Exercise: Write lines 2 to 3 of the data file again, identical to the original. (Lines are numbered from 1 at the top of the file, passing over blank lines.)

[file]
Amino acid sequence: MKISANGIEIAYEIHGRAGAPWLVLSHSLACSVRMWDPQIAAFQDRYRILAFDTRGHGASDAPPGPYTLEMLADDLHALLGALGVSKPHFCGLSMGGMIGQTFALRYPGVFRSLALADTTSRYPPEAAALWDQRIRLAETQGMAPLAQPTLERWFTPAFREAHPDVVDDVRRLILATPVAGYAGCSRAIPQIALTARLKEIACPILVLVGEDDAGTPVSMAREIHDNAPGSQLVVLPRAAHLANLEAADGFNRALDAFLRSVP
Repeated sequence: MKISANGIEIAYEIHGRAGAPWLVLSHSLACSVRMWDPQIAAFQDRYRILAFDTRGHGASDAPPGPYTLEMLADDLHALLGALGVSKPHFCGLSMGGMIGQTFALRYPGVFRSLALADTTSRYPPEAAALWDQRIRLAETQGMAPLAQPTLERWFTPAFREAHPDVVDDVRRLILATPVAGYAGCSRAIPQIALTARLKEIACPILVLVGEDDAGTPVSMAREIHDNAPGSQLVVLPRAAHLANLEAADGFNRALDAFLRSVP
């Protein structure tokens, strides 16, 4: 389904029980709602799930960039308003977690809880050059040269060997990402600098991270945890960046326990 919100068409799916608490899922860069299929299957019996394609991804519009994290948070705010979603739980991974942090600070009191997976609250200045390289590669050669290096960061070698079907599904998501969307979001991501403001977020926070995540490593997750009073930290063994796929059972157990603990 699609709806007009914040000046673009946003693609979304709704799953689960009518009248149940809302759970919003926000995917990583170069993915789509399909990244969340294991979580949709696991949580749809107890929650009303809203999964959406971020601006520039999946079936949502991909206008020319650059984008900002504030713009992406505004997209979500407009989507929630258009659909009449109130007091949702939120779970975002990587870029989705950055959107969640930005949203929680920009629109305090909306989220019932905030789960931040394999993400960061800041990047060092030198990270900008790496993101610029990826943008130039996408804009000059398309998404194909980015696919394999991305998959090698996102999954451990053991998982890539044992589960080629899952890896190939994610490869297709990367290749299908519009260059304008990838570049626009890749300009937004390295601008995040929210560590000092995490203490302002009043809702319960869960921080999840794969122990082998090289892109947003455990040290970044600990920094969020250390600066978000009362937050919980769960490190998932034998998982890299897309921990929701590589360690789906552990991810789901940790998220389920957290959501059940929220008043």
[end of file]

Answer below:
Repeated sequence: MKISANGIEIAYEIHGRAGAPWLVLSHSLACSVRMWDPQIAAFQDRYRILAFDTRGHGASDAPPGPYTLEMLADDLHALLGALGVSKPHFCGLSMGGMIGQTFALRYPGVFRSLALADTTSRYPPEAAALWDQRIRLAETQGMAPLAQPTLERWFTPAFREAHPDVVDDVRRLILATPVAGYAGCSRAIPQIALTARLKEIACPILVLVGEDDAGTPVSMAREIHDNAPGSQLVVLPRAAHLANLEAADGFNRALDAFLRSVP
């Protein structure tokens, strides 16, 4: 389904029980709602799930960039308003977690809880050059040269060997990402600098991270945890960046326990 919100068409799916608490899922860069299929299957019996394609991804519009994290948070705010979603739980991974942090600070009191997976609250200045390289590669050669290096960061070698079907599904998501969307979001991501403001977020926070995540490593997750009073930290063994796929059972157990603990 699609709806007009914040000046673009946003693609979304709704799953689960009518009248149940809302759970919003926000995917990583170069993915789509399909990244969340294991979580949709696991949580749809107890929650009303809203999964959406971020601006520039999946079936949502991909206008020319650059984008900002504030713009992406505004997209979500407009989507929630258009659909009449109130007091949702939120779970975002990587870029989705950055959107969640930005949203929680920009629109305090909306989220019932905030789960931040394999993400960061800041990047060092030198990270900008790496993101610029990826943008130039996408804009000059398309998404194909980015696919394999991305998959090698996102999954451990053991998982890539044992589960080629899952890896190939994610490869297709990367290749299908519009260059304008990838570049626009890749300009937004390295601008995040929210560590000092995490203490302002009043809702319960869960921080999840794969122990082998090289892109947003455990040290970044600990920094969020250390600066978000009362937050919980769960490190998932034998998982890299897309921990929701590589360690789906552990991810789901940790998220389920957290959501059940929220008043």